And this is the actual quote from Nietzsche:

"It is not the works, but the belief which is here decisive and determines the order of rank - to employ once more an old religious formula with a new and deeper meaning - it is some fundamental certainty which a noble soul has about itself, something which is not to be sought, is not to be found, and perhaps, also, is not to be lost. The nobel soul has reverence for itself. - " (Friederich Nietzsche Beyond Good and Evil)

Also, as Gladstein said:

"Early in her career, Rand's work retained vestiges of her encounter with Nietzschean thought. However, as she honed and developed her own philosophy, she was able to expunge much of that from her texts." (Gladstein, p. 23)

I think this is unfortunate, to say the least. If one is inspired by a great writer/thinker, then it is wrong to not properly acknowledge this. Really, it is a form of plagiarism. Nietzsche inspired Rand, and then she largely dumps him. And why did she do that? Because he uncovered truths that she did not want to know or like. On initial reading, Nietzsche might seem to be 'for' capitalism, in some way, encouraging people to 'go for life', to make the most of life, and all that. And she must have liked that. But the more one reads, the more one realises the falsity of such a position. Rather, Nietzsche explore the complexities, the multi-layers and the contradictions. He was very brave, took many risks and just transcended so much. And so it sent him mad, in the end. Very difficult to marry it all up. He was a genius, and thought on levels that were completely beyond the capability of Rand.

What about the novel, 'The Fountainhead' itself? Well, it proved to be a very dull read. So dull, in fact, that I could not bring myself to finish it. I thought it might be more like Barbara Taylor Bradford's 'A Woman of Substance' - a rags to riches-type story, which would celebrate capitalism in an enticing and engaging way, but it wasn't. Presumably, this was because Rand was trying to prove that capitalism is the most rational social system, and aiming to be objective, but the result was pretty dire.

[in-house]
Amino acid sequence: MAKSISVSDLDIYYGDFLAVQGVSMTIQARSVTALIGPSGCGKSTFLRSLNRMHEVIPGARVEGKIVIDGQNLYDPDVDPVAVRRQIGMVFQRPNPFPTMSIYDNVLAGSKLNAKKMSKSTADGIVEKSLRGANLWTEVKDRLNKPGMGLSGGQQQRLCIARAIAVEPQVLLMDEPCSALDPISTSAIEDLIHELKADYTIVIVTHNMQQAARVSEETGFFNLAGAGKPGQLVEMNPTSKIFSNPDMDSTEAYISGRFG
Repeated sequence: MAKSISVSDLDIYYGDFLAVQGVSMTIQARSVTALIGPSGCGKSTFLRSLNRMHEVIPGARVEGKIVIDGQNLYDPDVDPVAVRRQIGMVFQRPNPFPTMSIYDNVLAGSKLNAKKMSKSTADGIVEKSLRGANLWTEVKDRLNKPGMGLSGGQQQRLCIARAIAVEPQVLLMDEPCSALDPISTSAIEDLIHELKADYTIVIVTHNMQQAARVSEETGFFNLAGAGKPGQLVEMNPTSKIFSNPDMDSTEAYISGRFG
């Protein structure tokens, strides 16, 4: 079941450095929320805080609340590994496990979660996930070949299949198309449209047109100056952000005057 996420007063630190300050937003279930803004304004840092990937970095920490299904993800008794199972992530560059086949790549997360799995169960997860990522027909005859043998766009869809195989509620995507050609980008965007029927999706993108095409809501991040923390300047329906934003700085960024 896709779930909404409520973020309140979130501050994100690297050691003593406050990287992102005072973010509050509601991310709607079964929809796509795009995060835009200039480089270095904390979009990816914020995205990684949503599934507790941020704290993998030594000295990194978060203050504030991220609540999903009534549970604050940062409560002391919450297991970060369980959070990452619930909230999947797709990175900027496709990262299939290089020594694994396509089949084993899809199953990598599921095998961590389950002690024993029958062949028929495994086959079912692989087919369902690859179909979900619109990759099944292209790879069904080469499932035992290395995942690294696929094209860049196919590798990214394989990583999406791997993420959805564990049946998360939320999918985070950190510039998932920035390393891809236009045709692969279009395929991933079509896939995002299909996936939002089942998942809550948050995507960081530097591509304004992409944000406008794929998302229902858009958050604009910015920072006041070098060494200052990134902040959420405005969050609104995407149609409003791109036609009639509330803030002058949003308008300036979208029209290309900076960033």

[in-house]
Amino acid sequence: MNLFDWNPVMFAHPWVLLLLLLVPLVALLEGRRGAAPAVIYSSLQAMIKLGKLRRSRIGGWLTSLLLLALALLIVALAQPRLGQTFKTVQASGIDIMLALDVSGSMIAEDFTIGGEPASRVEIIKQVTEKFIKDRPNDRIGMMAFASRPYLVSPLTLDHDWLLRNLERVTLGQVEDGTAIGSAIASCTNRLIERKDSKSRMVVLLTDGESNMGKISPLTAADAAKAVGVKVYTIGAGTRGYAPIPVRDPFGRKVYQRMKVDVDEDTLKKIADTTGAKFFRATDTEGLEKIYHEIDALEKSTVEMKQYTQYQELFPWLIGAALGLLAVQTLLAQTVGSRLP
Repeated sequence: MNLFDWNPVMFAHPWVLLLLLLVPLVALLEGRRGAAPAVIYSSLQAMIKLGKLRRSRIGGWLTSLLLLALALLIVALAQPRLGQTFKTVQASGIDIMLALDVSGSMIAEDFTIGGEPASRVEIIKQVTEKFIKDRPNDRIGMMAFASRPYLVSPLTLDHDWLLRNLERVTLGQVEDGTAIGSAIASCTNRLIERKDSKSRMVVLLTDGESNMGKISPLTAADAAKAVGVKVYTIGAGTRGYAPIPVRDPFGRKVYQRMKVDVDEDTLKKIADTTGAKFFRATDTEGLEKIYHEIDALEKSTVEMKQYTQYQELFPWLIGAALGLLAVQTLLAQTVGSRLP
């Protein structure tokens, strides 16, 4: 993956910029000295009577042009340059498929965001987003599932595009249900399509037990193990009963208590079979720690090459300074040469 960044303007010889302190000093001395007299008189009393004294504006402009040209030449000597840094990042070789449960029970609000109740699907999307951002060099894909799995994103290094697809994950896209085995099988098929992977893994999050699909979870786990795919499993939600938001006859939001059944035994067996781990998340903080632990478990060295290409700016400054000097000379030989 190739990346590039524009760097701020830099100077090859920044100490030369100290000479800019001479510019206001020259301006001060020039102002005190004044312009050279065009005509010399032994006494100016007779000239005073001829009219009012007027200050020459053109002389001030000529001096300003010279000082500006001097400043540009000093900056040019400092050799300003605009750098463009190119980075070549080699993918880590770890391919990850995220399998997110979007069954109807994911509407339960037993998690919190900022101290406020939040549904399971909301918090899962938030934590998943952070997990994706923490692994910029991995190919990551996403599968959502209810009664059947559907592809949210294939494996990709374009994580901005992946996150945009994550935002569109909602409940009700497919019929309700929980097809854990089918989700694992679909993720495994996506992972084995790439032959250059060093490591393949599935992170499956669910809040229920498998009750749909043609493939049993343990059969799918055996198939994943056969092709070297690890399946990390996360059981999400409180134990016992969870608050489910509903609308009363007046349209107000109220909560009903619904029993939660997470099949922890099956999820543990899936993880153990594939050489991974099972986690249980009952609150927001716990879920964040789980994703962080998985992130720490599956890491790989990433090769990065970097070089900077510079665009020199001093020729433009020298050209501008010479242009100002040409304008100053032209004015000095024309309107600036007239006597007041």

Gladstein summarises some of the main themes in 'The Fountainhead' very well, I think (pp.25-30). Rand identifies the theme of the book as 'individualism versus collectivism". The novel revolves around the story of Howard Roark, a talented and independent architect and his interaction with a number of characters. Gladstein says that:

"It is through these stories that Rand illustrates the sources, psychological and societal, which go into the making of either a collectivist or an individualistic." (Gladstein, p. 25)

In regard to the characters, there is Gail Wynand, a cynic with qualities of greatness; Peter Keating, a secondander who bothers too much about the opinion of others and Ellsworth M. Toohey, the ultimate collectivist whose real purpose is to rule others.

In regard to Peter Keating:

"For such people, it is not what they acoomplish but what others think they have accomplished." (Gladstein, pp. 25-6)

They do not act but give the appearance of acting. The live off the fruits of others.

Then, there is Howard Roark himself who asserts that:

" is the doers, thinkers, workers, and producers upon whom the world depends." (Gladstein, p.26)

Roark blames the acceptance of altruism for those like Peter Keating that live secondhand. Roark is an independent thinker, who produces and works and takes calculated risks.

Whilst;s Tooley's:

" was crowded, public and impersonal as a city square. The friend of humanity had no single private friend. People came to him; he came close to no one. He accepted all. His affection was golden, smooth and even, like a great expanse of sand; there was no wind of discrimination to raise dunes; the sands lay still and the sun stood high." (Rand in 'The Fountainhead', p. 309).

As Gladstein said, Tooley:

"Having reduced Peter Keating to a selfless and willing pawn, Toohey has no fear in revealing the methodology of his plan to kill the individual and man's soul...By setting selflessness and altruism as the ideal, an ideal that is unachievable, one fills people with guilt and a sense of unworthiness. Such people are more easily ruled." (Gladstein, pp. 26-7)

In addition:

"Killing a person's capacity to recognize or achieve greatness while concurrently setting up standards achievable by all, kills incentive to improve, to excel, or to perfect." (Gladstein, p. 27)

In the end (after a court case), Roark "...rejects the right of the government to demand the gift of his talent and refuses to exist for others; he states that he recognizes no obligation toward others except not to participate in a slave society and to respect their freedom." (Gladstein, p. 30)